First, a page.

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Bedwetting – Symptoms & Risk Factors


Symptoms


If your child is older than five years of age and has primary bedwetting they may:
  • Urinate by accident during sleep at least twice a week
  • Regularly stay dry during sleep for a period of at least six months in the past
If you or your child is older than five years of age and have secondary bedwetting they may:
  • Urinate by accident during sleep at least twice a week
  • Regularly stay dry during sleep for a period of at least six straight months in the past
It is also important to know if there is something else that is causing the bedwetting. It may be a result of one of the following:
  • Another sleep disorder
  • A medical condition
  • Medication use
  • A mental health disorder
  • Substance abuse

Risk Factors


Primary bedwetting is present at the following rates in children and teens:
  • 10% of six-year-olds
  • 7% of seven-year-olds
  • 5% of 10-year-olds
  • 3% of 12-year-olds
  • 1% to 2% of 18-year-olds
Primary bedwetting is more common in boys than in girls. The rate of children with primary bedwetting who get better on their own is about 15% each year.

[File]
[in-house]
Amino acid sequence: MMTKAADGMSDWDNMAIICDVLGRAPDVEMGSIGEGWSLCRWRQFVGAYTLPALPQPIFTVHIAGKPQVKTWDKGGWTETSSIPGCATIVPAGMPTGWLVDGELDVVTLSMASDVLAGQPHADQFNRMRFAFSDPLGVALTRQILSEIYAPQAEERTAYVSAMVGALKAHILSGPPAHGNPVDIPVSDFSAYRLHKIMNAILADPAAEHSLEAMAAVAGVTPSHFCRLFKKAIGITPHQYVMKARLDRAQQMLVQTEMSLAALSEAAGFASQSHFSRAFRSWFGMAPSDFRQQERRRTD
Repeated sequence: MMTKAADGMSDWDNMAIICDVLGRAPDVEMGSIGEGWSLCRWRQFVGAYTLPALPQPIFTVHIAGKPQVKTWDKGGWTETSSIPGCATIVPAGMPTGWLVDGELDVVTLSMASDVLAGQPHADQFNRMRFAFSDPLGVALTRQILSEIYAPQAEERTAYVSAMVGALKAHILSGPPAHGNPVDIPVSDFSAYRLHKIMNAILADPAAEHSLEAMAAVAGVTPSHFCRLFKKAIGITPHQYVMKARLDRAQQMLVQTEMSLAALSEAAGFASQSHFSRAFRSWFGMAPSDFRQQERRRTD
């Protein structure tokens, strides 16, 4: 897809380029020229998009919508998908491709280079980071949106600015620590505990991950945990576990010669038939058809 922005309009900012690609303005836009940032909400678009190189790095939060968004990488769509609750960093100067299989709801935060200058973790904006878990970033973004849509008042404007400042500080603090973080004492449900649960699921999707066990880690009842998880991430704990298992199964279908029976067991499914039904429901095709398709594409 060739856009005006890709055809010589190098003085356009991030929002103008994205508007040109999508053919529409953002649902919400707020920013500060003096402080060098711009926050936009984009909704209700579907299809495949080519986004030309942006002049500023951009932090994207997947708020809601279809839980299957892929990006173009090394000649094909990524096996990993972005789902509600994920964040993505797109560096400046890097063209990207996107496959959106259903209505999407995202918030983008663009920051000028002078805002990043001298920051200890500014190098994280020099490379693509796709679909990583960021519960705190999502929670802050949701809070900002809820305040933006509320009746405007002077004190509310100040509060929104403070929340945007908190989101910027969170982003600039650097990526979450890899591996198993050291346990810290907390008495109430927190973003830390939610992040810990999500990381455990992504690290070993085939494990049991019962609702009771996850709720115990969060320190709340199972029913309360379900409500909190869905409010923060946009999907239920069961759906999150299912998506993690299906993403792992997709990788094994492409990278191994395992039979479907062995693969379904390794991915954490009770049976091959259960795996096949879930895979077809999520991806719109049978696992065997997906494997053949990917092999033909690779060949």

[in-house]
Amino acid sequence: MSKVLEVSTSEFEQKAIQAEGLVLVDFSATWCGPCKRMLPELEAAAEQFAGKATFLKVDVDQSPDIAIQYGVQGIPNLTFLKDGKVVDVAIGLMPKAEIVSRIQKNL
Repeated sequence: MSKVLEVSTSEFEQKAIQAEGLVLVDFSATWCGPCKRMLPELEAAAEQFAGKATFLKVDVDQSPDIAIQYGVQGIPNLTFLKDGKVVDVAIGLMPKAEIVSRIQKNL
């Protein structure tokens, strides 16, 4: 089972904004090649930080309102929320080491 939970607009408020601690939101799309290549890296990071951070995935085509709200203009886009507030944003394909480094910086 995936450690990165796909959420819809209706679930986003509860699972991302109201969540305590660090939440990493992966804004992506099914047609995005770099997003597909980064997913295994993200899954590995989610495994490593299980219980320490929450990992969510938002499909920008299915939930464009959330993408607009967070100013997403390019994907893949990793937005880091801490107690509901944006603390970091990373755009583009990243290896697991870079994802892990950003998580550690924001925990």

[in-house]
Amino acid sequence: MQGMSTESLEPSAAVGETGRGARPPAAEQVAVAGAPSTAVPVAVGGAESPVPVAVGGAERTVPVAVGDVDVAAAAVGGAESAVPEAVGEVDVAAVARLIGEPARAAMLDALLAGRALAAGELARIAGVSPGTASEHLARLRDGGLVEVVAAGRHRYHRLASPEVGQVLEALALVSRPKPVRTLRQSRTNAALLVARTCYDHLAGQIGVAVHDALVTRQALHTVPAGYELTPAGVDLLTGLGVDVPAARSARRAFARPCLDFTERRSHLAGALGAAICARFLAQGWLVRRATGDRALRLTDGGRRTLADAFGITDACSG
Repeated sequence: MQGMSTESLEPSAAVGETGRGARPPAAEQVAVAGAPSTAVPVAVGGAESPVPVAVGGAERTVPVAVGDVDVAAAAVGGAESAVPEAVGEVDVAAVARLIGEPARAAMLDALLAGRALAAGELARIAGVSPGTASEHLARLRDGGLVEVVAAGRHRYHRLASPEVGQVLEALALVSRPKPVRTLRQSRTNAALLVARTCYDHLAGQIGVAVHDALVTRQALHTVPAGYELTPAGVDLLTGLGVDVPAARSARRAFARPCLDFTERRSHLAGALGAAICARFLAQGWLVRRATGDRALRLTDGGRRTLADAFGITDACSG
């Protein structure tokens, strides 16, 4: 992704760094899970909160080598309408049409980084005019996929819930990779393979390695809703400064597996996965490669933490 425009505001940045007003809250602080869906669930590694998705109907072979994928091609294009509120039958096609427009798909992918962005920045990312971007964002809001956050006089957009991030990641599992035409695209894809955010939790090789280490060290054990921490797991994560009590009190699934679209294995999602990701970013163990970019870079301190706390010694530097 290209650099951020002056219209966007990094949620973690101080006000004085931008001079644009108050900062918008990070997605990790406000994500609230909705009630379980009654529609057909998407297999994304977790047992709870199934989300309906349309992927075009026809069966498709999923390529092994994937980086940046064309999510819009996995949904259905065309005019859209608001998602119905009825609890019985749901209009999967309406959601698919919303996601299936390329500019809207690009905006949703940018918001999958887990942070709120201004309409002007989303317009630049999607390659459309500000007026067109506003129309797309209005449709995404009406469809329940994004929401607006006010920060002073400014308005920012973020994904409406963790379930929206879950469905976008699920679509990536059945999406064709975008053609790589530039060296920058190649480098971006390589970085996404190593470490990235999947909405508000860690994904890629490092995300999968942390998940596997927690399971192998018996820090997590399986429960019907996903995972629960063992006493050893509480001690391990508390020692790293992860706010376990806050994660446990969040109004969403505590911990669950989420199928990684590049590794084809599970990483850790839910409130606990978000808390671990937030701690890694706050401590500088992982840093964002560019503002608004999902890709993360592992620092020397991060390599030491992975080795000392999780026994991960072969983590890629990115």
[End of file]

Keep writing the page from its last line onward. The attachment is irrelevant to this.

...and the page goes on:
There appears to be a genetic link to primary bedwetting. Children are more likely to have it if their parents and/or siblings had it as children. Bedwetting is reported by 2.1% of older adults in assisted-living homes. It is more common among women than men.

Some people may also urinate by accident when they are awake. This tends to be related to a physical problem. Social or mental stress is rarely the cause of primary bedwetting. But it does occur more often in the following children:
  • Children with attention-deficit/hyperactivity disorder
  • Children living in disorganized families
Secondary bedwetting occurs more often in children who have recently faced a strong social or mental stress. This includes the following:
  • Parental divorce
  • Physical or sexual abuse
  • Neglect
Children with secondary bedwetting are also more likely to have constipation and to soil their pants. 

A disorder such as confusional arousals (waking during a very deep stage of sleep) may involve a child urinating in a strange place during sleep. Otherwise, this child tends to keep a dry bed at night.

Secondary bedwetting can occur at any age. It can be related to or caused by any of the following:
  • An inability to concentrate urine, as in sickle cell disease or some forms of diabetes
  • An increase in urine production caused by the use of caffeine, diuretics, or other substances
  • A urinary tract problem, such as urinary tract infections or an irritable bladder
  • Chronic constipation and involuntary soiling of the pants
  • A neurologic problem, such as seizures and epilepsy
  • Obstructive sleep apnea (OSA)
  • Social or psychological stress
  • Among older adults, it may be related to symptoms of the following:
  • Congestive heart failure
  • Obstructive sleep apnea (OSA)
  • Depression
  • Dementia
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